In the novel's final paragraphs, R. Daneel becomes a Christ figure. Baley does not react adversely to the disproof of his old contentions; in fact, he and Daneel exit the story walking arm-in-arm. This page is about the title, for the Christian figure, see Jesus Christ is the English representation of the Greek word Χριστός (transliterated as Khristós), which means anointed. ...

Preceded by: Series:
Followed by:
Mother Earth

Robot Series
Foundation Series
The Naked Sun


  Results from FactBites:
 
The Caves of Steel - Wikipedia, the free encyclopedia (650 words)
Meanwhile, Earth is overpopulated (with a total population of 8 billion) and strict rules against robots have been passed.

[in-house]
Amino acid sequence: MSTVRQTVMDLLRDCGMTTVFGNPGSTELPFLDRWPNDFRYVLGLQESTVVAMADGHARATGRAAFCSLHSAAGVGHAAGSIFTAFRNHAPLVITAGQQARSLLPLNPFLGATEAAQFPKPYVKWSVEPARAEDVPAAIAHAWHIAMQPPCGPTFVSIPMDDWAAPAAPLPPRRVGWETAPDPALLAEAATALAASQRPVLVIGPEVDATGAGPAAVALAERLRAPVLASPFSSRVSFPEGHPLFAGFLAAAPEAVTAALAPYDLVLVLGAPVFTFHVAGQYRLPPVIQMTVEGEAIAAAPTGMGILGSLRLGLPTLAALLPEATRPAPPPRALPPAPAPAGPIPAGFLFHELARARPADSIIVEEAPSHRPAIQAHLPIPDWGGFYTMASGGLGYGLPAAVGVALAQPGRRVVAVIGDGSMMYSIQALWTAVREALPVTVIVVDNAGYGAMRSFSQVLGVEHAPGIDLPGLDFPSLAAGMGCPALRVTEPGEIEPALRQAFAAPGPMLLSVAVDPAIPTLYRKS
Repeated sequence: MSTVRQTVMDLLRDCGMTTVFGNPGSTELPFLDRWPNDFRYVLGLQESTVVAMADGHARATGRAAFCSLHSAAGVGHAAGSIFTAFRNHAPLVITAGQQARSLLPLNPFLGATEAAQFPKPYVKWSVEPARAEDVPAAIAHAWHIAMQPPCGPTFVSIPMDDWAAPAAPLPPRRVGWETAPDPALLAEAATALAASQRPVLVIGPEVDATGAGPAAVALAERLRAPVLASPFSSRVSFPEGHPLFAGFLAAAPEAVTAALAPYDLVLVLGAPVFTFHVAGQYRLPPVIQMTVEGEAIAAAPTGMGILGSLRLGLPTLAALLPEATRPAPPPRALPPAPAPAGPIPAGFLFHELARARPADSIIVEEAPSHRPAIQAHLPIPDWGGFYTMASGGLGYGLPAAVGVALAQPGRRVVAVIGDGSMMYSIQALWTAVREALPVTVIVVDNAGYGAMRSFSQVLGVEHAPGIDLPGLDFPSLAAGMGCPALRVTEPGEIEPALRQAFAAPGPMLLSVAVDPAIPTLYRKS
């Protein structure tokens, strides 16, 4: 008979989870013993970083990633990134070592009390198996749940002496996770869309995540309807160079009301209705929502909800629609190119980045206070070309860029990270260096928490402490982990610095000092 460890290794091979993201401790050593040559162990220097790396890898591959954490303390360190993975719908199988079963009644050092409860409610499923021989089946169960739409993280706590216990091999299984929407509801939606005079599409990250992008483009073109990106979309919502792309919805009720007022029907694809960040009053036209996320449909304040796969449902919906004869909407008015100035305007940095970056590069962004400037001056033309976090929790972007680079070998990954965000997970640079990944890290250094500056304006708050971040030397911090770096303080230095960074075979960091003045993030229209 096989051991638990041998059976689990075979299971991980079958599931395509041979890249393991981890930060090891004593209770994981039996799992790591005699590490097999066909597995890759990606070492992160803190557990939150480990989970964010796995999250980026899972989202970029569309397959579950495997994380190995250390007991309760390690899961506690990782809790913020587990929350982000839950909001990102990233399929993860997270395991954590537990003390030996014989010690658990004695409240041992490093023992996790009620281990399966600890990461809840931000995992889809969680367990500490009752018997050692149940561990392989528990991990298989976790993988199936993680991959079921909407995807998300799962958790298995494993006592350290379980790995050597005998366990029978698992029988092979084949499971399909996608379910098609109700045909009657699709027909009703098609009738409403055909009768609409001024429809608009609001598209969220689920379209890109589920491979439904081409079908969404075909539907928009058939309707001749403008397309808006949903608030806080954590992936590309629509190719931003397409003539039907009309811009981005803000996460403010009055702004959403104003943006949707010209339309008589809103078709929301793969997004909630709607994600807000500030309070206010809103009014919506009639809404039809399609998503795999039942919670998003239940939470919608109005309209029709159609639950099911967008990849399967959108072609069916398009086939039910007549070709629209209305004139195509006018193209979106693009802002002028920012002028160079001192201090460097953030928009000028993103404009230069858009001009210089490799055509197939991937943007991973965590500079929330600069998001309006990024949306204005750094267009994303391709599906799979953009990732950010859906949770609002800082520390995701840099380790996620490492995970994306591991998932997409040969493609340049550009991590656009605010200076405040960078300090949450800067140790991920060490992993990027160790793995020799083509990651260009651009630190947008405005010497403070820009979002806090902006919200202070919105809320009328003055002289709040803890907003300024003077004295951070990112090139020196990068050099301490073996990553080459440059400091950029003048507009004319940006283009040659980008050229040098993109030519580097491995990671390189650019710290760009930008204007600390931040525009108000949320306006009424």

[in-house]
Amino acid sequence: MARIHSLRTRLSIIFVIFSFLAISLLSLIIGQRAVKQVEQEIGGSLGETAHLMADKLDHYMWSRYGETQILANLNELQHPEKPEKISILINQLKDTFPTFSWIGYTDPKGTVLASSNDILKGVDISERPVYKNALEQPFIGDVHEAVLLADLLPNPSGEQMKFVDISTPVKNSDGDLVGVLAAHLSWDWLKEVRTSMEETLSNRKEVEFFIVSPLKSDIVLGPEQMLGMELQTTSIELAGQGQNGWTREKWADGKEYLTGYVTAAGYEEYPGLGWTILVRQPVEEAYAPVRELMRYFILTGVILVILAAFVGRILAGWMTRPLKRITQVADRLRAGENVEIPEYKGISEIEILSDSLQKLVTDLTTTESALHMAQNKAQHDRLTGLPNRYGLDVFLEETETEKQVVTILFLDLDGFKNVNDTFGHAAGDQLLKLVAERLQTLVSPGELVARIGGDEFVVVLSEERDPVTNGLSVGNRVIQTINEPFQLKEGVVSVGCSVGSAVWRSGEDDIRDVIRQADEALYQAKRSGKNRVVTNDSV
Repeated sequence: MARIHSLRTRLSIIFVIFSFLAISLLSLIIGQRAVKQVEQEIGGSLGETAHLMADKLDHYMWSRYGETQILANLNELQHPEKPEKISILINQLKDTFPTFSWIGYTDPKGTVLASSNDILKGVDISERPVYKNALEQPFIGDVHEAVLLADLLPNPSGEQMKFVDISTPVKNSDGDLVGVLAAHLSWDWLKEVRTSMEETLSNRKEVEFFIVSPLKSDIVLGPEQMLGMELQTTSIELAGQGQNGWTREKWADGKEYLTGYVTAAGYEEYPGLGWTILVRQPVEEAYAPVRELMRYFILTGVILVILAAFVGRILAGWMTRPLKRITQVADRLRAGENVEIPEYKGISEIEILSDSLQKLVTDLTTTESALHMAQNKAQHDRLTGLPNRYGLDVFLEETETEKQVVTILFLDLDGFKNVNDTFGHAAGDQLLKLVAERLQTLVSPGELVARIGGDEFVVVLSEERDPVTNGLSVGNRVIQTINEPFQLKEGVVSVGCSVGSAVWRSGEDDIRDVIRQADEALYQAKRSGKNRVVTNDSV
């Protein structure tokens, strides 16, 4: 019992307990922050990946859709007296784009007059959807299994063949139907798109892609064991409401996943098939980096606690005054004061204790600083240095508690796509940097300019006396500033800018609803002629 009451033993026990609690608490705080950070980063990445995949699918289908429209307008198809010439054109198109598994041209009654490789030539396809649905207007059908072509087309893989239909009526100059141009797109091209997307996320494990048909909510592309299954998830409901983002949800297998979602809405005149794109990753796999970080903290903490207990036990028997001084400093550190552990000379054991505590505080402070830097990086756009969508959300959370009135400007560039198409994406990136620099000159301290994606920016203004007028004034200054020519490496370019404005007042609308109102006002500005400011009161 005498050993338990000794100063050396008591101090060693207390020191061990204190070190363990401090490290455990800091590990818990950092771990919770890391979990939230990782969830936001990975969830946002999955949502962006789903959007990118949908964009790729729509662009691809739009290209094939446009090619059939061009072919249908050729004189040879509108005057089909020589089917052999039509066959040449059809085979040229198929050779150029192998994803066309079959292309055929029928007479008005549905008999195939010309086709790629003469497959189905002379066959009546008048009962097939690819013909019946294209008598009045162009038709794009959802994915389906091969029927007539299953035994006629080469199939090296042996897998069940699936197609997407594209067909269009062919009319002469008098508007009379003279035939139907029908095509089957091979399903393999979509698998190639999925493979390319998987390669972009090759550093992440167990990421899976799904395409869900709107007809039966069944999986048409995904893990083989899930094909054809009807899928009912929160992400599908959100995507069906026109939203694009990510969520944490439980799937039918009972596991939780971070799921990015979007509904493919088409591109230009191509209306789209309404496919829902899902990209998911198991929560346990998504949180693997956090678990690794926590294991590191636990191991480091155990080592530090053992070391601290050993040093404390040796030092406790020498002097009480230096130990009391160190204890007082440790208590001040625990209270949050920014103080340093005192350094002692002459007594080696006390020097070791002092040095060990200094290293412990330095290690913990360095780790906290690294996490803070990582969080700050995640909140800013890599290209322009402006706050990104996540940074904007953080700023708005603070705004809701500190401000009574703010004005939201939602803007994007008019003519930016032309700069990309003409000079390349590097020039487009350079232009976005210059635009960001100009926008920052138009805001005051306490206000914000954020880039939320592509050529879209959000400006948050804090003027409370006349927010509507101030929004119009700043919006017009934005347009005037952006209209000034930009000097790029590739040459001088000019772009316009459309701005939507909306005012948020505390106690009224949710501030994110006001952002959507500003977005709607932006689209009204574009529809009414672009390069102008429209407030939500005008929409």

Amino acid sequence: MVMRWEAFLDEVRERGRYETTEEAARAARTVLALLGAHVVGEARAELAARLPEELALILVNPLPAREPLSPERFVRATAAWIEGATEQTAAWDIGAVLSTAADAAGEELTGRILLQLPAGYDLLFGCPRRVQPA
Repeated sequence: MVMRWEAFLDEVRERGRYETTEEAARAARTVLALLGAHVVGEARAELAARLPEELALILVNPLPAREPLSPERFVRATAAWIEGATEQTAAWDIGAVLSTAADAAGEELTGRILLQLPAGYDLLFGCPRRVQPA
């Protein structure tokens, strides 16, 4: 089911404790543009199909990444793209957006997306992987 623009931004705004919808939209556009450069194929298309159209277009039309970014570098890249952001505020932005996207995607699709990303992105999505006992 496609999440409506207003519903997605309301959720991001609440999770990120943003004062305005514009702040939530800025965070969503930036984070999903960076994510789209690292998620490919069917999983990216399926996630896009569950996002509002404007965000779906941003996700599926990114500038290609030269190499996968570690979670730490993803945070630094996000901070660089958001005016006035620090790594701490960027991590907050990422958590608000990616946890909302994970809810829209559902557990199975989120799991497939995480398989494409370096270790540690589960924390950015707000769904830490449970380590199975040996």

The eponymous "caves of steel" are vast underground city complexes, capable of supporting tens of millions each.
In The Caves of Steel and its sequels, Asimov paints a grim situation of an Earth which has become pseudo-socialist to deal with an extremely large population, and of luxury-seeking Spacers who limit birth so that each may have great wealth and privacy.
Isaac Asimov: The Caves of Steel (651 words)
The Caves of Steel (1954) is set three thousand years into the future.
Humans live on Earth in completely enclosed underground cities (caves of steel) while their robot servants work in mines and farms in the open country.
Like many of Asimov's other robot stories, Caves of Steel tries to banish the stereotype of the "evil robot." Asimov's robots are not something to be feared, and are not abominations of nature created by humans.
  More results at FactBites »